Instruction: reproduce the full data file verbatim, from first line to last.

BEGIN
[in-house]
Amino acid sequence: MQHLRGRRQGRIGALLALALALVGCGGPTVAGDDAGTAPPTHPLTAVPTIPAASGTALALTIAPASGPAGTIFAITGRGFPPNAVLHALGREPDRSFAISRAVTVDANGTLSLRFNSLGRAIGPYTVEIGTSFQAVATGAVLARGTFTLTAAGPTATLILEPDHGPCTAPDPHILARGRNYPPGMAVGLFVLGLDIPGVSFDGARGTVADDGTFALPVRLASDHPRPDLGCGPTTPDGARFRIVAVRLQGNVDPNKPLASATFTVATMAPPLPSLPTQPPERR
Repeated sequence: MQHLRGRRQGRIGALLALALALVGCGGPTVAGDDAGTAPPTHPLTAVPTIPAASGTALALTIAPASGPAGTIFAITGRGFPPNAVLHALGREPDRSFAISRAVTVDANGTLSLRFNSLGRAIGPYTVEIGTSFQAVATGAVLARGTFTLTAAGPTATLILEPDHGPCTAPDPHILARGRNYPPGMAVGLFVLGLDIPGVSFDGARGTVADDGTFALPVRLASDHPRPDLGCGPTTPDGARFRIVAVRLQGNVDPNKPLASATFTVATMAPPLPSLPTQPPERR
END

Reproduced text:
[in-house]
Amino acid sequence: MQHLRGRRQGRIGALLALALALVGCGGPTVAGDDAGTAPPTHPLTAVPTIPAASGTALALTIAPASGPAGTIFAITGRGFPPNAVLHALGREPDRSFAISRAVTVDANGTLSLRFNSLGRAIGPYTVEIGTSFQAVATGAVLARGTFTLTAAGPTATLILEPDHGPCTAPDPHILARGRNYPPGMAVGLFVLGLDIPGVSFDGARGTVADDGTFALPVRLASDHPRPDLGCGPTTPDGARFRIVAVRLQGNVDPNKPLASATFTVATMAPPLPSLPTQPPERR
Repeated sequence: MQHLRGRRQGRIGALLALALALVGCGGPTVAGDDAGTAPPTHPLTAVPTIPAASGTALALTIAPASGPAGTIFAITGRGFPPNAVLHALGREPDRSFAISRAVTVDANGTLSLRFNSLGRAIGPYTVEIGTSFQAVATGAVLARGTFTLTAAGPTATLILEPDHGPCTAPDPHILARGRNYPPGMAVGLFVLGLDIPGVSFDGARGTVADDGTFALPVRLASDHPRPDLGCGPTTPDGARFRIVAVRLQGNVDPNKPLASATFTVATMAPPLPSLPTQPPERR